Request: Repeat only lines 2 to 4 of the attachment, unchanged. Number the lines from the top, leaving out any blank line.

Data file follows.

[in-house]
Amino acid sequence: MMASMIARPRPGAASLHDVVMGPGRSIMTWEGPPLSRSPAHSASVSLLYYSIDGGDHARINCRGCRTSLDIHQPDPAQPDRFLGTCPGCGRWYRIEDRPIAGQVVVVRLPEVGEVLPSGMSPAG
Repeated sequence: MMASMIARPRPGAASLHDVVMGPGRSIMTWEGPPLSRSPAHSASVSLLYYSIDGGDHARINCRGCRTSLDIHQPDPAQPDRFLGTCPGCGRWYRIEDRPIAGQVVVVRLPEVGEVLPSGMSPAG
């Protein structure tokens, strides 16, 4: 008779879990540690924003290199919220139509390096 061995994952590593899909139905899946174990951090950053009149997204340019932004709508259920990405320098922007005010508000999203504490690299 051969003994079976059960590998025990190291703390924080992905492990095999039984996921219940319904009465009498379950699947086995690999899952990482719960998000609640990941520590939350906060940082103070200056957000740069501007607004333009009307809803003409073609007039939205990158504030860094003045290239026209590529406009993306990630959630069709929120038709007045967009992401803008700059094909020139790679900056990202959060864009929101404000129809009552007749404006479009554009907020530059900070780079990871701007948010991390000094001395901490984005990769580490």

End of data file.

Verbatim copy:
Amino acid sequence: MMASMIARPRPGAASLHDVVMGPGRSIMTWEGPPLSRSPAHSASVSLLYYSIDGGDHARINCRGCRTSLDIHQPDPAQPDRFLGTCPGCGRWYRIEDRPIAGQVVVVRLPEVGEVLPSGMSPAG
Repeated sequence: MMASMIARPRPGAASLHDVVMGPGRSIMTWEGPPLSRSPAHSASVSLLYYSIDGGDHARINCRGCRTSLDIHQPDPAQPDRFLGTCPGCGRWYRIEDRPIAGQVVVVRLPEVGEVLPSGMSPAG
């Protein structure tokens, strides 16, 4: 008779879990540690924003290199919220139509390096 061995994952590593899909139905899946174990951090950053009149997204340019932004709508259920990405320098922007005010508000999203504490690299 051969003994079976059960590998025990190291703390924080992905492990095999039984996921219940319904009465009498379950699947086995690999899952990482719960998000609640990941520590939350906060940082103070200056957000740069501007607004333009009307809803003409073609007039939205990158504030860094003045290239026209590529406009993306990630959630069709929120038709007045967009992401803008700059094909020139790679900056990202959060864009929101404000129809009552007749404006479009554009907020530059900070780079990871701007948010991390000094001395901490984005990769580490």